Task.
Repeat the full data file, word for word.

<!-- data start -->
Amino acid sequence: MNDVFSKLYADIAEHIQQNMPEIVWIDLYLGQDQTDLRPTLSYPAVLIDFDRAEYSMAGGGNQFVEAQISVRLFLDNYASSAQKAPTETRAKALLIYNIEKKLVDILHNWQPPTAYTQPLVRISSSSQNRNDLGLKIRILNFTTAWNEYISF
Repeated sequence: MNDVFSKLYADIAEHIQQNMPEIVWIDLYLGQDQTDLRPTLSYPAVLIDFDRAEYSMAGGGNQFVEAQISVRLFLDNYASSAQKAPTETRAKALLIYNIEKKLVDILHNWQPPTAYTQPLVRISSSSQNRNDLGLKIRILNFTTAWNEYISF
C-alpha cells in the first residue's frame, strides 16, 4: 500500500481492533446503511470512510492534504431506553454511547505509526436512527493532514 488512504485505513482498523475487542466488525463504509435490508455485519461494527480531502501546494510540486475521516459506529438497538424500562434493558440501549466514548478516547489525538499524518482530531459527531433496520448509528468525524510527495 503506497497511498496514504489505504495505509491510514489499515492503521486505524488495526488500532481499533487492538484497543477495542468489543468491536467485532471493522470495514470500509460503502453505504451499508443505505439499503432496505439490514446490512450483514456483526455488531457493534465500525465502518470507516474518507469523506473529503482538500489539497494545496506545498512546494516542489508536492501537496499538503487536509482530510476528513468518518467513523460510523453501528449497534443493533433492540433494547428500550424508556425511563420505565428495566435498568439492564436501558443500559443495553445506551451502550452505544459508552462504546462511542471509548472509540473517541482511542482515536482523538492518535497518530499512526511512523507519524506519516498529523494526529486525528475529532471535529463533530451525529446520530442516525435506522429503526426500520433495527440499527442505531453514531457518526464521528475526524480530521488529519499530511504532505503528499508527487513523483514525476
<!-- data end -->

Amino acid sequence: MNDVFSKLYADIAEHIQQNMPEIVWIDLYLGQDQTDLRPTLSYPAVLIDFDRAEYSMAGGGNQFVEAQISVRLFLDNYASSAQKAPTETRAKALLIYNIEKKLVDILHNWQPPTAYTQPLVRISSSSQNRNDLGLKIRILNFTTAWNEYISF
Repeated sequence: MNDVFSKLYADIAEHIQQNMPEIVWIDLYLGQDQTDLRPTLSYPAVLIDFDRAEYSMAGGGNQFVEAQISVRLFLDNYASSAQKAPTETRAKALLIYNIEKKLVDILHNWQPPTAYTQPLVRISSSSQNRNDLGLKIRILNFTTAWNEYISF
C-alpha cells in the first residue's frame, strides 16, 4: 500500500481492533446503511470512510492534504431506553454511547505509526436512527493532514 488512504485505513482498523475487542466488525463504509435490508455485519461494527480531502501546494510540486475521516459506529438497538424500562434493558440501549466514548478516547489525538499524518482530531459527531433496520448509528468525524510527495 503506497497511498496514504489505504495505509491510514489499515492503521486505524488495526488500532481499533487492538484497543477495542468489543468491536467485532471493522470495514470500509460503502453505504451499508443505505439499503432496505439490514446490512450483514456483526455488531457493534465500525465502518470507516474518507469523506473529503482538500489539497494545496506545498512546494516542489508536492501537496499538503487536509482530510476528513468518518467513523460510523453501528449497534443493533433492540433494547428500550424508556425511563420505565428495566435498568439492564436501558443500559443495553445506551451502550452505544459508552462504546462511542471509548472509540473517541482511542482515536482523538492518535497518530499512526511512523507519524506519516498529523494526529486525528475529532471535529463533530451525529446520530442516525435506522429503526426500520433495527440499527442505531453514531457518526464521528475526524480530521488529519499530511504532505503528499508527487513523483514525476